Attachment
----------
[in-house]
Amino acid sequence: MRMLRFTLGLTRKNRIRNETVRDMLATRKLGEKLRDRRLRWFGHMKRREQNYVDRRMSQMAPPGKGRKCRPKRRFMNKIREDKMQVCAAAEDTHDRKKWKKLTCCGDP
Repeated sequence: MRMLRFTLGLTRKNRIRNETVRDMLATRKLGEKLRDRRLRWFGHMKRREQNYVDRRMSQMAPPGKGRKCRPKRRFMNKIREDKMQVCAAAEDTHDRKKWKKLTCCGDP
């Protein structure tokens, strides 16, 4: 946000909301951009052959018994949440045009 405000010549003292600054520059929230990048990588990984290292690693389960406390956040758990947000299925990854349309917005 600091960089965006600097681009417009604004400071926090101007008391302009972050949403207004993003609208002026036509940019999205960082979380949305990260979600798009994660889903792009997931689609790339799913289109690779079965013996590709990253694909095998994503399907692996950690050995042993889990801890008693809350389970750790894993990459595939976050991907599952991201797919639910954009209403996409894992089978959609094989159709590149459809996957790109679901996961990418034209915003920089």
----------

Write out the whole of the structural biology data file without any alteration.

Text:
[in-house]
Amino acid sequence: MRMLRFTLGLTRKNRIRNETVRDMLATRKLGEKLRDRRLRWFGHMKRREQNYVDRRMSQMAPPGKGRKCRPKRRFMNKIREDKMQVCAAAEDTHDRKKWKKLTCCGDP
Repeated sequence: MRMLRFTLGLTRKNRIRNETVRDMLATRKLGEKLRDRRLRWFGHMKRREQNYVDRRMSQMAPPGKGRKCRPKRRFMNKIREDKMQVCAAAEDTHDRKKWKKLTCCGDP
């Protein structure tokens, strides 16, 4: 946000909301951009052959018994949440045009 405000010549003292600054520059929230990048990588990984290292690693389960406390956040758990947000299925990854349309917005 600091960089965006600097681009417009604004400071926090101007008391302009972050949403207004993003609208002026036509940019999205960082979380949305990260979600798009994660889903792009997931689609790339799913289109690779079965013996590709990253694909095998994503399907692996950690050995042993889990801890008693809350389970750790894993990459595939976050991907599952991201797919639910954009209403996409894992089978959609094989159709590149459809996957790109679901996961990418034209915003920089």